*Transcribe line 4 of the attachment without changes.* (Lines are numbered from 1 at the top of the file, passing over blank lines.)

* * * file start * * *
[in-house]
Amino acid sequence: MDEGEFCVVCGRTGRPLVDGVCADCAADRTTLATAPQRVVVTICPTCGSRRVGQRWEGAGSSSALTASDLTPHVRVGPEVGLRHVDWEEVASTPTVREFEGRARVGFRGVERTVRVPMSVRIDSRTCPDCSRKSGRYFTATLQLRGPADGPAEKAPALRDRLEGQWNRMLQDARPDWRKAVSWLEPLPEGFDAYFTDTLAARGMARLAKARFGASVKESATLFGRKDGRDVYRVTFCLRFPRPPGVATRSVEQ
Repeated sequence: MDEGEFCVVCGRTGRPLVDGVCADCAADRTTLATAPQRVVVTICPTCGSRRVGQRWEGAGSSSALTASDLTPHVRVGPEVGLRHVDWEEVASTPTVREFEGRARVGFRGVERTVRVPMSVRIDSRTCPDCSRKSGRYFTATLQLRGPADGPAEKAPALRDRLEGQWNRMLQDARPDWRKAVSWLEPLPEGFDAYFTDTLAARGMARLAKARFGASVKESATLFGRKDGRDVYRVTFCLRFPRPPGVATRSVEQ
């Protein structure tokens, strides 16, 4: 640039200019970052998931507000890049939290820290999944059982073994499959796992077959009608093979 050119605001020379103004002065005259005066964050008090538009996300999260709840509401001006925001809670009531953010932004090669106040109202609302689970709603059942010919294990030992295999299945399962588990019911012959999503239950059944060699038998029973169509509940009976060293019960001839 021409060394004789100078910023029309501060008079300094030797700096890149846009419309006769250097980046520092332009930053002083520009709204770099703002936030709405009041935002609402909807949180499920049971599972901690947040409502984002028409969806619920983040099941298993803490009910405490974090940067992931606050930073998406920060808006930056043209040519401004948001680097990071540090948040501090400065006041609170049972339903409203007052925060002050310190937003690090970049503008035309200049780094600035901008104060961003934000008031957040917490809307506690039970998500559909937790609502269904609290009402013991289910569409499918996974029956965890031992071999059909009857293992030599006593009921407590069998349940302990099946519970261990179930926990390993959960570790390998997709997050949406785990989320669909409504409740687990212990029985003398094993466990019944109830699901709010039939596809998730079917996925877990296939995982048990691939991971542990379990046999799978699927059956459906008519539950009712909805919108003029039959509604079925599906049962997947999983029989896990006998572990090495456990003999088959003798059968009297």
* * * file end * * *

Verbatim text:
């Protein structure tokens, strides 16, 4: 640039200019970052998931507000890049939290820290999944059982073994499959796992077959009608093979 050119605001020379103004002065005259005066964050008090538009996300999260709840509401001006925001809670009531953010932004090669106040109202609302689970709603059942010919294990030992295999299945399962588990019911012959999503239950059944060699038998029973169509509940009976060293019960001839 021409060394004789100078910023029309501060008079300094030797700096890149846009419309006769250097980046520092332009930053002083520009709204770099703002936030709405009041935002609402909807949180499920049971599972901690947040409502984002028409969806619920983040099941298993803490009910405490974090940067992931606050930073998406920060808006930056043209040519401004948001680097990071540090948040501090400065006041609170049972339903409203007052925060002050310190937003690090970049503008035309200049780094600035901008104060961003934000008031957040917490809307506690039970998500559909937790609502269904609290009402013991289910569409499918996974029956965890031992071999059909009857293992030599006593009921407590069998349940302990099946519970261990179930926990390993959960570790390998997709997050949406785990989320669909409504409740687990212990029985003398094993466990019944109830699901709010039939596809998730079917996925877990296939995982048990691939991971542990379990046999799978699927059956459906008519539950009712909805919108003029039959509604079925599906049962997947999983029989896990006998572990090495456990003999088959003798059968009297």